As seconder of the motion I suggest that if the minister is not disposed to accept it in its entirety he should at 'least make some concession and raise the amount of exemption from $200 to $300. The minister has spoken of similar exemptions that exist in Great Britain and in the United States. I believe, .from what I have read in the press recently, that the exemptions in France are much higher than they are here or in the United States and Great Britain. My hon. friend (Mr. Archambault) suggests a bonus, and I think that bonuses are given in France to the fathers of large families. I have here a copy of The Montreal Gazette of March 9, 1920, on the new inheritance tax in France. In that paper the following appears:
Paris, March 8.-France's new inheritance tax will be a novelty. It will be based upon the principle that the more children man has the less estate should be taxed, and vice versa, the fewer children he has, the more tax should be levied. If a man dies without children, the state will take fifty per cent of his estate. If there is one child, the state will take 33 per cent. If there are two children to toe provided for, the tax will toe 25 per cent. Should there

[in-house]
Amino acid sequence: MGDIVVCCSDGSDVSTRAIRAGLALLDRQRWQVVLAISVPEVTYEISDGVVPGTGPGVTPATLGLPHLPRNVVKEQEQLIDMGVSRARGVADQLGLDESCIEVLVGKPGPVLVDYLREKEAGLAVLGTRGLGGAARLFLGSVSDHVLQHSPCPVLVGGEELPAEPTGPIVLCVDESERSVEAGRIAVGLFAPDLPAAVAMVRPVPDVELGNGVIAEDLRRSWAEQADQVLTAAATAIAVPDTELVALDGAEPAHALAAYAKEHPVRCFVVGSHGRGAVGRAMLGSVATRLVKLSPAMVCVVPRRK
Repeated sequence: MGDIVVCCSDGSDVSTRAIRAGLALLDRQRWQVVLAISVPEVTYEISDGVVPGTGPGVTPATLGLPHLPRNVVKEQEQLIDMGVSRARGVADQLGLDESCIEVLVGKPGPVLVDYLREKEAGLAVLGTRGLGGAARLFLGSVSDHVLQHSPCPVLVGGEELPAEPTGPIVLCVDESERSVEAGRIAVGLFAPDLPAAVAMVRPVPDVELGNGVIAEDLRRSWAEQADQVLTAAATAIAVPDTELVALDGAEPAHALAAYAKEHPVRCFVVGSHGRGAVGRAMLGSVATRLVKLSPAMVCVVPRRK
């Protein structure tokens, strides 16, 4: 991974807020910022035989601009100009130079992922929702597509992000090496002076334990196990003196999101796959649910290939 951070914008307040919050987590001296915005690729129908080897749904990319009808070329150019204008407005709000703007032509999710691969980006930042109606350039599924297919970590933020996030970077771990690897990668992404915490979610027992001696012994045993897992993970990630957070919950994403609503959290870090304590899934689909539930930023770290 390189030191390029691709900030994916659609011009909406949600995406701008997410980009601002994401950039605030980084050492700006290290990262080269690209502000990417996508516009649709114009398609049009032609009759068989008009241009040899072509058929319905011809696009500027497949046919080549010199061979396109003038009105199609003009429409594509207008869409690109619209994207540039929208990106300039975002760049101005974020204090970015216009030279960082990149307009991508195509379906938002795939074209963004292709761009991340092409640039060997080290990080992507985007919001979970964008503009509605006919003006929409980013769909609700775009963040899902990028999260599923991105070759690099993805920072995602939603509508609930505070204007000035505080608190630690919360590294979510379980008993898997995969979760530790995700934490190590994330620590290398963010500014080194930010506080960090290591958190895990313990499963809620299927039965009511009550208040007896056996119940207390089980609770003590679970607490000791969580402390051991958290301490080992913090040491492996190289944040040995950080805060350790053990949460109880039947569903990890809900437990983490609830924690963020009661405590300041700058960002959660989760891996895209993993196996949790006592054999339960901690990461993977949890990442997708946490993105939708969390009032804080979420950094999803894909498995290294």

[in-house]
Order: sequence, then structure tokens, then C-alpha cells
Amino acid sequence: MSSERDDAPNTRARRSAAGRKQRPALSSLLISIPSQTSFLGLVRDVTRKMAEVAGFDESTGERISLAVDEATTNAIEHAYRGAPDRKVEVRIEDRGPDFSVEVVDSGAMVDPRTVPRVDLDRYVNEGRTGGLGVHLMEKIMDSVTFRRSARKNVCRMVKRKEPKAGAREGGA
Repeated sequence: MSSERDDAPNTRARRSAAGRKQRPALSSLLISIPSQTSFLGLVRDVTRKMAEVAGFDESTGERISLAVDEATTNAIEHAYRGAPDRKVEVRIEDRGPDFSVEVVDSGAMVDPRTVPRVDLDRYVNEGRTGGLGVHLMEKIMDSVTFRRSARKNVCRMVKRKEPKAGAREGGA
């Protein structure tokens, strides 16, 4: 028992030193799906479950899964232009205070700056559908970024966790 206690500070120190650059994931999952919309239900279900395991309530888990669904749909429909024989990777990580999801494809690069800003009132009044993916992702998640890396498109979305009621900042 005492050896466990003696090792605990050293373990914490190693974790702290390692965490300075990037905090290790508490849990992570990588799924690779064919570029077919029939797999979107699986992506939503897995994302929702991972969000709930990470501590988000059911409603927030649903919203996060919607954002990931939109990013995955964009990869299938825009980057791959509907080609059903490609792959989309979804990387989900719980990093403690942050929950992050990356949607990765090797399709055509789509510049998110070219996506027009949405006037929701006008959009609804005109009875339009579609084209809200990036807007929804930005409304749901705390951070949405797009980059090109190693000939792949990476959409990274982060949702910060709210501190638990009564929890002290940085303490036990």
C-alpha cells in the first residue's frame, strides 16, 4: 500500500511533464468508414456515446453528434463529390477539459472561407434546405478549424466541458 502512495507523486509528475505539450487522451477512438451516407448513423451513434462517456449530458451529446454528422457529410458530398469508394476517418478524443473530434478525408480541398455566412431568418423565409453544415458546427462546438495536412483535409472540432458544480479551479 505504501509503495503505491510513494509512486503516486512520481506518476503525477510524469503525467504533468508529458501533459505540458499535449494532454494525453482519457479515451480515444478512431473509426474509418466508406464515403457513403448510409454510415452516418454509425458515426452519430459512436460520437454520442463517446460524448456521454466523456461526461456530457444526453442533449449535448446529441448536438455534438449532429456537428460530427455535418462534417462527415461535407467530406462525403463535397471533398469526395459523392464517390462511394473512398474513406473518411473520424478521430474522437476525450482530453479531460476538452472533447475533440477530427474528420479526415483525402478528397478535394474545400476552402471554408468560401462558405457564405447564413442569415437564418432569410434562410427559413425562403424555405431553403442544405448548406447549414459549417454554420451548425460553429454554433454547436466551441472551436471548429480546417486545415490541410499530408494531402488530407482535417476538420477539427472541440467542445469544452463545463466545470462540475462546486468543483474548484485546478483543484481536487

toe three children the tax will be 18j per cent. In the case of four or more children there will be no inheritance tax. Fiscal experts estimate this new tax will bring in 3,000,000 francs annually.
The French Government statistics show that half the French army in the world war came from families having four or more children. The same statistics show that one family in five has as many as four children. Further, more families whose estates are the largest are not those who have four or more children as a rule.
I 'think the minister should raise the amount to $300; this would be acceptable to hon. members on this side.
Subtopic: INCOME WAR TAX ACT, 1917, AMENDMENT.